The Papers of General Nathanael Greene

To George Washington


My public letter will inform your Excellency of the success of the Troops under the command of General Morgan.[1] The event is glorious; and I am exceeding unhappy that our wretched condition will not permit our improving it to the best advantage. I shall do all I can but our prospects are gloomy. Our force is small and dayly declining. We have no cloathing or provisions but what we collect from day to day; and the enemies late incursion into Virginia I apprehend will cut off our prospects from that quarter.[2] I hope your Excellency will repeat your letters to Congress upon the necessity of filling the Army and forming Magasines of provision and forage. We never can be fortunate but that it operates to our disadvantage; and above half the pleasure that results from the victory is lost in the apprehension that it will relax the preparations for the support of the war. I wish your Excellency to place this event in its true point of light to Congress; that if it stands alone it will be of no consequence; but if properly improvd upon, it may have the most salutary effects.[3]
What your Excellency mentioned in your last private letter to me is very just: the commanding officer has a collective view of all the difficulties in the different departments. But when I was with the Northern Army, I had a pretty good opportunity of knowing the difficulties from being at the head of one of the great departments, and from the confidence which you was pleasd to honor me with.[4] In comparing the difficulties of the Northern service with this of the Southern one bears but a small proportion to the other whether from the make of the Country, the divisions among the Inhabitants, the difficulty of obtaining supplies or the unequal force we have to contend with. And my spirits would sink under the load, was it not from a perswasion that to what ever straights I may be reducd or however unfortunate I may be, from the hazards I am obligd to run, your Excellency will do justice to my intentions. I have one consolation which is, I have the confidence of the Troops and the good will of the officers. But the unsettled state of the different lines in point of rank, multiplies our embarassments; nor can I see the least prospect of bringing them to a speedy close.[5]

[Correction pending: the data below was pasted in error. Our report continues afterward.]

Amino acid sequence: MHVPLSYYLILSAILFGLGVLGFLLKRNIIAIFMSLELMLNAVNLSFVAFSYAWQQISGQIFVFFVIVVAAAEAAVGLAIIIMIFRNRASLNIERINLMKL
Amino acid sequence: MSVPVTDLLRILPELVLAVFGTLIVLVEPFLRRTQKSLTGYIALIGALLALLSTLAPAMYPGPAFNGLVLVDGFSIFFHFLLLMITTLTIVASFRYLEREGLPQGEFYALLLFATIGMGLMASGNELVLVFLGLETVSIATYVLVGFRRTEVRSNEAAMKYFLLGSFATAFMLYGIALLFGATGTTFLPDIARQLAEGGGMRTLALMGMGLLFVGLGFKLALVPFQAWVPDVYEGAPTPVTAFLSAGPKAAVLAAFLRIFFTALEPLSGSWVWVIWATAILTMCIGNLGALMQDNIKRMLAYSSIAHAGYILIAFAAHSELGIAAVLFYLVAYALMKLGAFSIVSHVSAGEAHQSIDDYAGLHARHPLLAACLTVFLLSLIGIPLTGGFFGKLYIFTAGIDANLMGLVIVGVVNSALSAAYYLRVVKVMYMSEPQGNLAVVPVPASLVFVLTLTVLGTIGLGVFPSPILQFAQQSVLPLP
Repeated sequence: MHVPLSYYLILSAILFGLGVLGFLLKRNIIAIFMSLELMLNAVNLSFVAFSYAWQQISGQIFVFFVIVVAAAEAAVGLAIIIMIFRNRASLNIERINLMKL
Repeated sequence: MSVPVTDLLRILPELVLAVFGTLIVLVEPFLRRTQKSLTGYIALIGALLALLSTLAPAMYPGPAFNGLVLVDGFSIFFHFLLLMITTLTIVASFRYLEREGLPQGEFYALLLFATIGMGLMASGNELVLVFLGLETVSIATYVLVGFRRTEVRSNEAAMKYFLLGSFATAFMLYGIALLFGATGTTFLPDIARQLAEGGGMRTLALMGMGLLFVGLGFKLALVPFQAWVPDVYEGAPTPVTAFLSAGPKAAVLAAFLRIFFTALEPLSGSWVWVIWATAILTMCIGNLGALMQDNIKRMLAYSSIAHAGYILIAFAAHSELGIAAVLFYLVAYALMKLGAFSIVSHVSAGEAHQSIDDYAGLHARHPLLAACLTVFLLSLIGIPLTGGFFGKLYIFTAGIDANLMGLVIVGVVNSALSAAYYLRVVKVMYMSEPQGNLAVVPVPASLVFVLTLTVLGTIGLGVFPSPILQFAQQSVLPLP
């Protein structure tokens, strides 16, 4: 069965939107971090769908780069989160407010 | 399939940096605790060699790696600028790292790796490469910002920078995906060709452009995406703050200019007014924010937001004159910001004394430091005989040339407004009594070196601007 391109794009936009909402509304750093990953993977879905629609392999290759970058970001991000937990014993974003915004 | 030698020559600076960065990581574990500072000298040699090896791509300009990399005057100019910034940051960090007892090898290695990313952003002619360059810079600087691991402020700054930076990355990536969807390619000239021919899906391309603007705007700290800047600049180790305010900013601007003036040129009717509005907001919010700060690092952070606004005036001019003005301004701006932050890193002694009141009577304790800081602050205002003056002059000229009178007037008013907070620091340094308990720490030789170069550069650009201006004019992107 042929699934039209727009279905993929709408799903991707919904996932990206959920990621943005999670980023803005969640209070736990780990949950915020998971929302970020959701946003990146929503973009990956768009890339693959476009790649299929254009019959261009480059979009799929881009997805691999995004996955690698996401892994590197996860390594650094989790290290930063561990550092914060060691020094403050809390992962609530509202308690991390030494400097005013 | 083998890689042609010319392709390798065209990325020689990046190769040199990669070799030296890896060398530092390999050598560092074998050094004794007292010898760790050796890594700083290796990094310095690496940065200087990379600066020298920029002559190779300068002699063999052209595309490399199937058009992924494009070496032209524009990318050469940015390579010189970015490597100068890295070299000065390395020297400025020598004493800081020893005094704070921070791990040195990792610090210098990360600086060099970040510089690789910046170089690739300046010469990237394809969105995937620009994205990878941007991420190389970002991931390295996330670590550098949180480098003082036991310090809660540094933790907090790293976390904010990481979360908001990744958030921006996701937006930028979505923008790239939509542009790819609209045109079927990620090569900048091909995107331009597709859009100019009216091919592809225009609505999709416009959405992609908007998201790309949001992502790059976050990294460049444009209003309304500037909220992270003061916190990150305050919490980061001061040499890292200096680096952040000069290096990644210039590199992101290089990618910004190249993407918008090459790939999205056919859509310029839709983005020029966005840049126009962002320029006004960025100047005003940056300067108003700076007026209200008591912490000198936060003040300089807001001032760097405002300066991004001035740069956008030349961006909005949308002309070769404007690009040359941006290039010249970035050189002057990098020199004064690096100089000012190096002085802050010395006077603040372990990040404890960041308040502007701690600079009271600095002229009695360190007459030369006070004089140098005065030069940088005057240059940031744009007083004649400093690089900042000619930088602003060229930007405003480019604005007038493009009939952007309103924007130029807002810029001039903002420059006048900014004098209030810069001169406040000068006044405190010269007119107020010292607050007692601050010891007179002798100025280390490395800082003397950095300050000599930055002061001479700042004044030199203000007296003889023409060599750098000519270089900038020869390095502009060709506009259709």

I hope Baron Stuben writes your Excellency respecting the enemies movements in Virginia, as I have desird him to be very particular, and keep you constantly informed of every material circumstance.[6]
I beg my respectful compliments to Mrs Washington, and to all the Gentlemen of your family. I am with esteem & regard

your Excellency's most obedient humble serv

N Greene

Autograph draft signed (NjP).
    [1.] The letter is at PGNG, 7: 182-185.
    [2.] On the "late incursion," see Steuben to NG, 8 January (PGNG, 7: 76-81).
    [3.] NG also expressed such sentiments in letters to delegates John Mathews, 23 January (PGNG, 7: 174), and James Varnum, this date, (PGNG, 7: 187) . His earlier request that Washington use his influence with Congress is in NG's letter of 19 November 1780 (PGNG, 6: 488). Washington, in terms more general than NG probably desired, reiterated the need to support the Southern Army in a letter of 17 February to the president of Congress. (Fitzpatrick, GW, 21: 238)
    [4.] See Washington's letter of 13 December 1780, (PGNG, 6: 569). NG was referring to his previous experience as quartermaster general.
    [5.] For an illustration of the "embarrassments," see NG's Orders of 18 January, and Eppes to NG, 20 January (PGNG, 7: 139-140, PGNG, 7: 164)
    [6.] See NG to Steuben, this date (PGNG, 7: 186-187).